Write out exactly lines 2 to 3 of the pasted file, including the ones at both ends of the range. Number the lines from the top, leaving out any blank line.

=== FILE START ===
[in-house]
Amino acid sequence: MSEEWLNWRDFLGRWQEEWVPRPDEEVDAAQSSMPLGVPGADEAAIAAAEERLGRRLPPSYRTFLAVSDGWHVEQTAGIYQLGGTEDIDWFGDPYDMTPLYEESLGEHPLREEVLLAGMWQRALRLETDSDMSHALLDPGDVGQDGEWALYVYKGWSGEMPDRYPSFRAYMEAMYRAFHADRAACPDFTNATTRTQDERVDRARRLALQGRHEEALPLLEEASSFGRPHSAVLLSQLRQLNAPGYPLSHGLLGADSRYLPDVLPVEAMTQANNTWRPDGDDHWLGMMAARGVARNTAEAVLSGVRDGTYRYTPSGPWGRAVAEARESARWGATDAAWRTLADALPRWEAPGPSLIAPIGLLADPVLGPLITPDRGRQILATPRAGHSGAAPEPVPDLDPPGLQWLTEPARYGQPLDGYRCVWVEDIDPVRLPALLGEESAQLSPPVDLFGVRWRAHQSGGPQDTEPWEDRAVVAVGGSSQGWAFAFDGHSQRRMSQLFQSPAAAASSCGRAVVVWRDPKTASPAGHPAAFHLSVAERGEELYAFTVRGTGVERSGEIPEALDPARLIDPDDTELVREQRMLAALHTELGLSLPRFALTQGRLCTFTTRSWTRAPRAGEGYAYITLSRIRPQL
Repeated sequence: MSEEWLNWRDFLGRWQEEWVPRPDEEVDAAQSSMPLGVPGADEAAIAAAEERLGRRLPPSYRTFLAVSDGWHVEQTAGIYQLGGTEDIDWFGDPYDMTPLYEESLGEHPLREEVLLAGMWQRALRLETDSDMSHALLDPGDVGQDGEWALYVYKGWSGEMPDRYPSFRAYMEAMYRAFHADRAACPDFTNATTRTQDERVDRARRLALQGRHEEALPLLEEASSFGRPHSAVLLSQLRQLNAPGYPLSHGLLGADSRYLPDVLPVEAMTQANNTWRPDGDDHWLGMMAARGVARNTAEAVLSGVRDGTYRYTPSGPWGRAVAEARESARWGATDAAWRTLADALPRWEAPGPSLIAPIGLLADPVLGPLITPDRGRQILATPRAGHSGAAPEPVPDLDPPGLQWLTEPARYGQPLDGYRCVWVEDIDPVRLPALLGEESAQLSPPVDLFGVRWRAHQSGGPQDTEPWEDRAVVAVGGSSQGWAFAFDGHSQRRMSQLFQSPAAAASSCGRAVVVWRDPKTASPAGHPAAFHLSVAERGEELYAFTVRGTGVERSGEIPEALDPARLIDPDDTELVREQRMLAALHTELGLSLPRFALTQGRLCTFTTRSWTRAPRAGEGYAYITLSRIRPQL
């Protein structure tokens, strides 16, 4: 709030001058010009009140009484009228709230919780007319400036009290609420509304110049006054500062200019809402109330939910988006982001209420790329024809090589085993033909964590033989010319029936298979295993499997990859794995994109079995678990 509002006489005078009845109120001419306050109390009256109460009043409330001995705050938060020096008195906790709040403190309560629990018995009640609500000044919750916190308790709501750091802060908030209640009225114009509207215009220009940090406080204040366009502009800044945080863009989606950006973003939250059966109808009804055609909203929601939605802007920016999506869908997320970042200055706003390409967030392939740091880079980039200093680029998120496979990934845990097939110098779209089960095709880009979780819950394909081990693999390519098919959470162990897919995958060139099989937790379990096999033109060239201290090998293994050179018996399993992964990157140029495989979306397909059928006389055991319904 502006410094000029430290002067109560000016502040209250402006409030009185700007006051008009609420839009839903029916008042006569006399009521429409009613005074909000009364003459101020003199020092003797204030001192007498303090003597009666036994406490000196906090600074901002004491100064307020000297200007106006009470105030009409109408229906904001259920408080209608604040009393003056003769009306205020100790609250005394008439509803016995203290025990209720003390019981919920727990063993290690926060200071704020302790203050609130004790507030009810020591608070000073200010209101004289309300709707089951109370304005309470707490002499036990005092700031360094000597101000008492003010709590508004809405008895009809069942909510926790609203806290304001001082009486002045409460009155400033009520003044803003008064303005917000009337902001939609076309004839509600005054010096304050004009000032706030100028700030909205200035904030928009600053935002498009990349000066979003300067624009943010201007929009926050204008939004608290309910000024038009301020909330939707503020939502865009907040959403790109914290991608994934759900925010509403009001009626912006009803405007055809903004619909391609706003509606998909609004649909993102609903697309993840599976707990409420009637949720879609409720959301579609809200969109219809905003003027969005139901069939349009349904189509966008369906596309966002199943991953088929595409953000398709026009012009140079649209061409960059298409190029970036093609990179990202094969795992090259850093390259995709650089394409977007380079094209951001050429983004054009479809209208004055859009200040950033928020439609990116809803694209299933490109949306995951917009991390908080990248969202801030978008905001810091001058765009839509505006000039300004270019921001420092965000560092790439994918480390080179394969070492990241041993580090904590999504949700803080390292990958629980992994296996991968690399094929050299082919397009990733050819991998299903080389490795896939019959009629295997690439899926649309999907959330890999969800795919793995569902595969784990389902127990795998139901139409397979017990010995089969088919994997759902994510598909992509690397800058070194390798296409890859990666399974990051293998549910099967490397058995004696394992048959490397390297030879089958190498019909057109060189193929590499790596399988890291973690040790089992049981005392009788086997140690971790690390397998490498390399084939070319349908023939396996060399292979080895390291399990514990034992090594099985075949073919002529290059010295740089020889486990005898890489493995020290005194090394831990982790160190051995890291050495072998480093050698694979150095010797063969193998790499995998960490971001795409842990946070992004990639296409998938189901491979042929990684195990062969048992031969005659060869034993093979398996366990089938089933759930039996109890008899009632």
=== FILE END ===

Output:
Amino acid sequence: MSEEWLNWRDFLGRWQEEWVPRPDEEVDAAQSSMPLGVPGADEAAIAAAEERLGRRLPPSYRTFLAVSDGWHVEQTAGIYQLGGTEDIDWFGDPYDMTPLYEESLGEHPLREEVLLAGMWQRALRLETDSDMSHALLDPGDVGQDGEWALYVYKGWSGEMPDRYPSFRAYMEAMYRAFHADRAACPDFTNATTRTQDERVDRARRLALQGRHEEALPLLEEASSFGRPHSAVLLSQLRQLNAPGYPLSHGLLGADSRYLPDVLPVEAMTQANNTWRPDGDDHWLGMMAARGVARNTAEAVLSGVRDGTYRYTPSGPWGRAVAEARESARWGATDAAWRTLADALPRWEAPGPSLIAPIGLLADPVLGPLITPDRGRQILATPRAGHSGAAPEPVPDLDPPGLQWLTEPARYGQPLDGYRCVWVEDIDPVRLPALLGEESAQLSPPVDLFGVRWRAHQSGGPQDTEPWEDRAVVAVGGSSQGWAFAFDGHSQRRMSQLFQSPAAAASSCGRAVVVWRDPKTASPAGHPAAFHLSVAERGEELYAFTVRGTGVERSGEIPEALDPARLIDPDDTELVREQRMLAALHTELGLSLPRFALTQGRLCTFTTRSWTRAPRAGEGYAYITLSRIRPQL
Repeated sequence: MSEEWLNWRDFLGRWQEEWVPRPDEEVDAAQSSMPLGVPGADEAAIAAAEERLGRRLPPSYRTFLAVSDGWHVEQTAGIYQLGGTEDIDWFGDPYDMTPLYEESLGEHPLREEVLLAGMWQRALRLETDSDMSHALLDPGDVGQDGEWALYVYKGWSGEMPDRYPSFRAYMEAMYRAFHADRAACPDFTNATTRTQDERVDRARRLALQGRHEEALPLLEEASSFGRPHSAVLLSQLRQLNAPGYPLSHGLLGADSRYLPDVLPVEAMTQANNTWRPDGDDHWLGMMAARGVARNTAEAVLSGVRDGTYRYTPSGPWGRAVAEARESARWGATDAAWRTLADALPRWEAPGPSLIAPIGLLADPVLGPLITPDRGRQILATPRAGHSGAAPEPVPDLDPPGLQWLTEPARYGQPLDGYRCVWVEDIDPVRLPALLGEESAQLSPPVDLFGVRWRAHQSGGPQDTEPWEDRAVVAVGGSSQGWAFAFDGHSQRRMSQLFQSPAAAASSCGRAVVVWRDPKTASPAGHPAAFHLSVAERGEELYAFTVRGTGVERSGEIPEALDPARLIDPDDTELVREQRMLAALHTELGLSLPRFALTQGRLCTFTTRSWTRAPRAGEGYAYITLSRIRPQL